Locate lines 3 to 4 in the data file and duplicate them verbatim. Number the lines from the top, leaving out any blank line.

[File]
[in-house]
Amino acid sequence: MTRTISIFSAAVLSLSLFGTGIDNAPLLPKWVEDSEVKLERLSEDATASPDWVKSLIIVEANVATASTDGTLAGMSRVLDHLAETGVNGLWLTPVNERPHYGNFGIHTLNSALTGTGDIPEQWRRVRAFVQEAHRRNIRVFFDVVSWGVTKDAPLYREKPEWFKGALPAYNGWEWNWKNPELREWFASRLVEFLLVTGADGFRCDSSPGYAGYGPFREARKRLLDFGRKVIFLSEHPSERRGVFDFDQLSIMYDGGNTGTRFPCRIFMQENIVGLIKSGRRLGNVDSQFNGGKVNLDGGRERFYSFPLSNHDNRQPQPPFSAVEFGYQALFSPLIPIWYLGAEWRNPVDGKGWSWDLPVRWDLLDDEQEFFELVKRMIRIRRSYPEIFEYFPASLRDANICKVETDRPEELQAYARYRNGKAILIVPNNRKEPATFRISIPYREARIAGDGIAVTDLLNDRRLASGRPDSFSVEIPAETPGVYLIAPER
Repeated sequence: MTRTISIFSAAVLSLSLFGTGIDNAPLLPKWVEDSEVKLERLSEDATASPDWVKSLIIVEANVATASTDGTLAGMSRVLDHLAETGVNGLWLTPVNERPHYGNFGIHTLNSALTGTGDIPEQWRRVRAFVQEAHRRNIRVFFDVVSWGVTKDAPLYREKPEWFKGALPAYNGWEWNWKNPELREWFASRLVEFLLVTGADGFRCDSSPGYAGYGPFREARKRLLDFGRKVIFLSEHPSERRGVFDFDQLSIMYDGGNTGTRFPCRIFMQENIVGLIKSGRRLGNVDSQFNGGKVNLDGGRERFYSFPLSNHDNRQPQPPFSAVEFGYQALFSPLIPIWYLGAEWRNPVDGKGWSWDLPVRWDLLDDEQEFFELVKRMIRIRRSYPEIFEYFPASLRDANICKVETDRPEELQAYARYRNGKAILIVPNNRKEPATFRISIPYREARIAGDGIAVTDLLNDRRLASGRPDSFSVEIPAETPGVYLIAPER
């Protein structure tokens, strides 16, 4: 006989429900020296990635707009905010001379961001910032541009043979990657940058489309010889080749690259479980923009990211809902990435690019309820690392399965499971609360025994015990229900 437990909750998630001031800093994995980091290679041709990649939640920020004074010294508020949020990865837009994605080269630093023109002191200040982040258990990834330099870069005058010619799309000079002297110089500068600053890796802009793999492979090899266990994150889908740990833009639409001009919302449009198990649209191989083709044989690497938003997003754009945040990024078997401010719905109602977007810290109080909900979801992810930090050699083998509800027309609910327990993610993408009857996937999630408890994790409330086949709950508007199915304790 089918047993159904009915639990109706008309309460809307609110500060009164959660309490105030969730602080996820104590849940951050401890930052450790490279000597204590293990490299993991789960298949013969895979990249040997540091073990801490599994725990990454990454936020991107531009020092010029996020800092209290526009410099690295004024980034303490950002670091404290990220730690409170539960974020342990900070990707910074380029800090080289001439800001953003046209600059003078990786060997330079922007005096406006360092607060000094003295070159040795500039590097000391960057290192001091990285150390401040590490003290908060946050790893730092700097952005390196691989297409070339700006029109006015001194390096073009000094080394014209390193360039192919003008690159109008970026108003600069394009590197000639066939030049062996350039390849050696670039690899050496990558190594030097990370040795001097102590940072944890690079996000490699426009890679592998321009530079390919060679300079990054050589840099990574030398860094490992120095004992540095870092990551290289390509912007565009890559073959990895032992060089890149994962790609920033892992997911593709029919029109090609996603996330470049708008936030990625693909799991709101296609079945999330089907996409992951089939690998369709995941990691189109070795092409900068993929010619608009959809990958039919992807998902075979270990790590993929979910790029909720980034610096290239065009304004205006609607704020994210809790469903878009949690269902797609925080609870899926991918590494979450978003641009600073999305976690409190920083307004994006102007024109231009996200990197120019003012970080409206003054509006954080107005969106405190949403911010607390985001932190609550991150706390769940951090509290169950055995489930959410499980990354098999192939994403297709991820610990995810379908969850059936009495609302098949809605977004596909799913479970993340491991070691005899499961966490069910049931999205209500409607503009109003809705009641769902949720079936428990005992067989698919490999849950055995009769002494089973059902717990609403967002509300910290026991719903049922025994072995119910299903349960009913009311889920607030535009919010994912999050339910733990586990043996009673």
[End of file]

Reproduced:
Repeated sequence: MTRTISIFSAAVLSLSLFGTGIDNAPLLPKWVEDSEVKLERLSEDATASPDWVKSLIIVEANVATASTDGTLAGMSRVLDHLAETGVNGLWLTPVNERPHYGNFGIHTLNSALTGTGDIPEQWRRVRAFVQEAHRRNIRVFFDVVSWGVTKDAPLYREKPEWFKGALPAYNGWEWNWKNPELREWFASRLVEFLLVTGADGFRCDSSPGYAGYGPFREARKRLLDFGRKVIFLSEHPSERRGVFDFDQLSIMYDGGNTGTRFPCRIFMQENIVGLIKSGRRLGNVDSQFNGGKVNLDGGRERFYSFPLSNHDNRQPQPPFSAVEFGYQALFSPLIPIWYLGAEWRNPVDGKGWSWDLPVRWDLLDDEQEFFELVKRMIRIRRSYPEIFEYFPASLRDANICKVETDRPEELQAYARYRNGKAILIVPNNRKEPATFRISIPYREARIAGDGIAVTDLLNDRRLASGRPDSFSVEIPAETPGVYLIAPER
């Protein structure tokens, strides 16, 4: 006989429900020296990635707009905010001379961001910032541009043979990657940058489309010889080749690259479980923009990211809902990435690019309820690392399965499971609360025994015990229900 437990909750998630001031800093994995980091290679041709990649939640920020004074010294508020949020990865837009994605080269630093023109002191200040982040258990990834330099870069005058010619799309000079002297110089500068600053890796802009793999492979090899266990994150889908740990833009639409001009919302449009198990649209191989083709044989690497938003997003754009945040990024078997401010719905109602977007810290109080909900979801992810930090050699083998509800027309609910327990993610993408009857996937999630408890994790409330086949709950508007199915304790 089918047993159904009915639990109706008309309460809307609110500060009164959660309490105030969730602080996820104590849940951050401890930052450790490279000597204590293990490299993991789960298949013969895979990249040997540091073990801490599994725990990454990454936020991107531009020092010029996020800092209290526009410099690295004024980034303490950002670091404290990220730690409170539960974020342990900070990707910074380029800090080289001439800001953003046209600059003078990786060997330079922007005096406006360092607060000094003295070159040795500039590097000391960057290192001091990285150390401040590490003290908060946050790893730092700097952005390196691989297409070339700006029109006015001194390096073009000094080394014209390193360039192919003008690159109008970026108003600069394009590197000639066939030049062996350039390849050696670039690899050496990558190594030097990370040795001097102590940072944890690079996000490699426009890679592998321009530079390919060679300079990054050589840099990574030398860094490992120095004992540095870092990551290289390509912007565009890559073959990895032992060089890149994962790609920033892992997911593709029919029109090609996603996330470049708008936030990625693909799991709101296609079945999330089907996409992951089939690998369709995941990691189109070795092409900068993929010619608009959809990958039919992807998902075979270990790590993929979910790029909720980034610096290239065009304004205006609607704020994210809790469903878009949690269902797609925080609870899926991918590494979450978003641009600073999305976690409190920083307004994006102007024109231009996200990197120019003012970080409206003054509006954080107005969106405190949403911010607390985001932190609550991150706390769940951090509290169950055995489930959410499980990354098999192939994403297709991820610990995810379908969850059936009495609302098949809605977004596909799913479970993340491991070691005899499961966490069910049931999205209500409607503009109003809705009641769902949720079936428990005992067989698919490999849950055995009769002494089973059902717990609403967002509300910290026991719903049922025994072995119910299903349960009913009311889920607030535009919010994912999050339910733990586990043996009673």